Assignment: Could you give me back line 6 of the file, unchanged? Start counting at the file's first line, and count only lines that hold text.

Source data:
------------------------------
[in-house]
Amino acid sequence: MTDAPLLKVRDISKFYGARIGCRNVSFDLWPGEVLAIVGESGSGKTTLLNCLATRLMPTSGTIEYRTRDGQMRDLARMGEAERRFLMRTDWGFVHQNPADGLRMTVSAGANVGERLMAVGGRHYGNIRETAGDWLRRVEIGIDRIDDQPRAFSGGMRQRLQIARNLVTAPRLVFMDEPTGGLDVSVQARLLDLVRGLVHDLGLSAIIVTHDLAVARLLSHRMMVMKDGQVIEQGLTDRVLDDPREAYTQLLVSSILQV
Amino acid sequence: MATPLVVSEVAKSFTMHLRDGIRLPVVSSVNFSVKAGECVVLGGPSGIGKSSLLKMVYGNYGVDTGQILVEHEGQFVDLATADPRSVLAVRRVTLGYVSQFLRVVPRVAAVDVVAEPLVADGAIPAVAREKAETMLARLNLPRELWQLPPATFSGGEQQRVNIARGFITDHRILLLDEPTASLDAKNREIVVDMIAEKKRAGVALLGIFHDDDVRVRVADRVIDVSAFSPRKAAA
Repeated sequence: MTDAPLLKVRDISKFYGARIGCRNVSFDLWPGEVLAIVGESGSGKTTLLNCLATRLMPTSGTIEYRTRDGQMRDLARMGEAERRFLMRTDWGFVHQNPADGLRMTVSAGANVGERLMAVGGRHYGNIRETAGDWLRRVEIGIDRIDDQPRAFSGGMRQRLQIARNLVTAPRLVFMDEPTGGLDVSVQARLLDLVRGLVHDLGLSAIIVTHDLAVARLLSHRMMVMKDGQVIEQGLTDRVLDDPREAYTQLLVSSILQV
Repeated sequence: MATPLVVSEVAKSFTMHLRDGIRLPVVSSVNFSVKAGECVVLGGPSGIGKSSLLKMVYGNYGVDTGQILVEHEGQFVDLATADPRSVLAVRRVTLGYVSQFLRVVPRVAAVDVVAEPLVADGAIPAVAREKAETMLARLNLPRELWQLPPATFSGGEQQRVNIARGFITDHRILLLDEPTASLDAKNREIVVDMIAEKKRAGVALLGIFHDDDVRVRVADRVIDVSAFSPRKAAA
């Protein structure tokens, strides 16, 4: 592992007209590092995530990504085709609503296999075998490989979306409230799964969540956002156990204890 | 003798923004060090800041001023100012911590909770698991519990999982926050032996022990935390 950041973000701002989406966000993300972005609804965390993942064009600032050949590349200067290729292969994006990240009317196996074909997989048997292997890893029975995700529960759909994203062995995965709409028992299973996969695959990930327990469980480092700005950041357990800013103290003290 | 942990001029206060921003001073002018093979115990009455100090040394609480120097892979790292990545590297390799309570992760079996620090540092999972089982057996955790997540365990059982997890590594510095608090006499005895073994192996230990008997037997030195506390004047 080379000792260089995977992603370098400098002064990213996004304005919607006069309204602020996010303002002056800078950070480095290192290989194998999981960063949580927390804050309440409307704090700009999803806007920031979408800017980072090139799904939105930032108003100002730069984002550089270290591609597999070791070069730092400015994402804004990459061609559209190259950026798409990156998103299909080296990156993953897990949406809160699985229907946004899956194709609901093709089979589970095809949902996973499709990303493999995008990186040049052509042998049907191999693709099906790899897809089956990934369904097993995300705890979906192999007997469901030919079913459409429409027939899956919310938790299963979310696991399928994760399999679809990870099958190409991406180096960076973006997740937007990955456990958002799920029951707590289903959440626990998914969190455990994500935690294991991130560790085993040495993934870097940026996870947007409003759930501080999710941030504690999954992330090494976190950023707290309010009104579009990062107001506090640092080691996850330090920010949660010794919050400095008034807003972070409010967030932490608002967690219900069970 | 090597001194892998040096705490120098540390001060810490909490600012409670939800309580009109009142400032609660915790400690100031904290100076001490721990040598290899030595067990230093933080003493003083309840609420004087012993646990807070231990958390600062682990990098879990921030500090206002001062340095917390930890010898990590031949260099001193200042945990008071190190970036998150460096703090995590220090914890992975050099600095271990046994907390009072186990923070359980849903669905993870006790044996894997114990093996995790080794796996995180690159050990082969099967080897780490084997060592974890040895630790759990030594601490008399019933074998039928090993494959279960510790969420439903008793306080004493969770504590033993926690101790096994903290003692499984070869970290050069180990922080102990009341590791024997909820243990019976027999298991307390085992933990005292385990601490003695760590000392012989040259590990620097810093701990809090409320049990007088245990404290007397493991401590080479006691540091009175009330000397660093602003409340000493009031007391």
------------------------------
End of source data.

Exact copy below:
């Protein structure tokens, strides 16, 4: 592992007209590092995530990504085709609503296999075998490989979306409230799964969540956002156990204890 | 003798923004060090800041001023100012911590909770698991519990999982926050032996022990935390 950041973000701002989406966000993300972005609804965390993942064009600032050949590349200067290729292969994006990240009317196996074909997989048997292997890893029975995700529960759909994203062995995965709409028992299973996969695959990930327990469980480092700005950041357990800013103290003290 | 942990001029206060921003001073002018093979115990009455100090040394609480120097892979790292990545590297390799309570992760079996620090540092999972089982057996955790997540365990059982997890590594510095608090006499005895073994192996230990008997037997030195506390004047 080379000792260089995977992603370098400098002064990213996004304005919607006069309204602020996010303002002056800078950070480095290192290989194998999981960063949580927390804050309440409307704090700009999803806007920031979408800017980072090139799904939105930032108003100002730069984002550089270290591609597999070791070069730092400015994402804004990459061609559209190259950026798409990156998103299909080296990156993953897990949406809160699985229907946004899956194709609901093709089979589970095809949902996973499709990303493999995008990186040049052509042998049907191999693709099906790899897809089956990934369904097993995300705890979906192999007997469901030919079913459409429409027939899956919310938790299963979310696991399928994760399999679809990870099958190409991406180096960076973006997740937007990955456990958002799920029951707590289903959440626990998914969190455990994500935690294991991130560790085993040495993934870097940026996870947007409003759930501080999710941030504690999954992330090494976190950023707290309010009104579009990062107001506090640092080691996850330090920010949660010794919050400095008034807003972070409010967030932490608002967690219900069970 | 090597001194892998040096705490120098540390001060810490909490600012409670939800309580009109009142400032609660915790400690100031904290100076001490721990040598290899030595067990230093933080003493003083309840609420004087012993646990807070231990958390600062682990990098879990921030500090206002001062340095917390930890010898990590031949260099001193200042945990008071190190970036998150460096703090995590220090914890992975050099600095271990046994907390009072186990923070359980849903669905993870006790044996894997114990093996995790080794796996995180690159050990082969099967080897780490084997060592974890040895630790759990030594601490008399019933074998039928090993494959279960510790969420439903008793306080004493969770504590033993926690101790096994903290003692499984070869970290050069180990922080102990009341590791024997909820243990019976027999298991307390085992933990005292385990601490003695760590000392012989040259590990620097810093701990809090409320049990007088245990404290007397493991401590080479006691540091009175009330000397660093602003409340000493009031007391």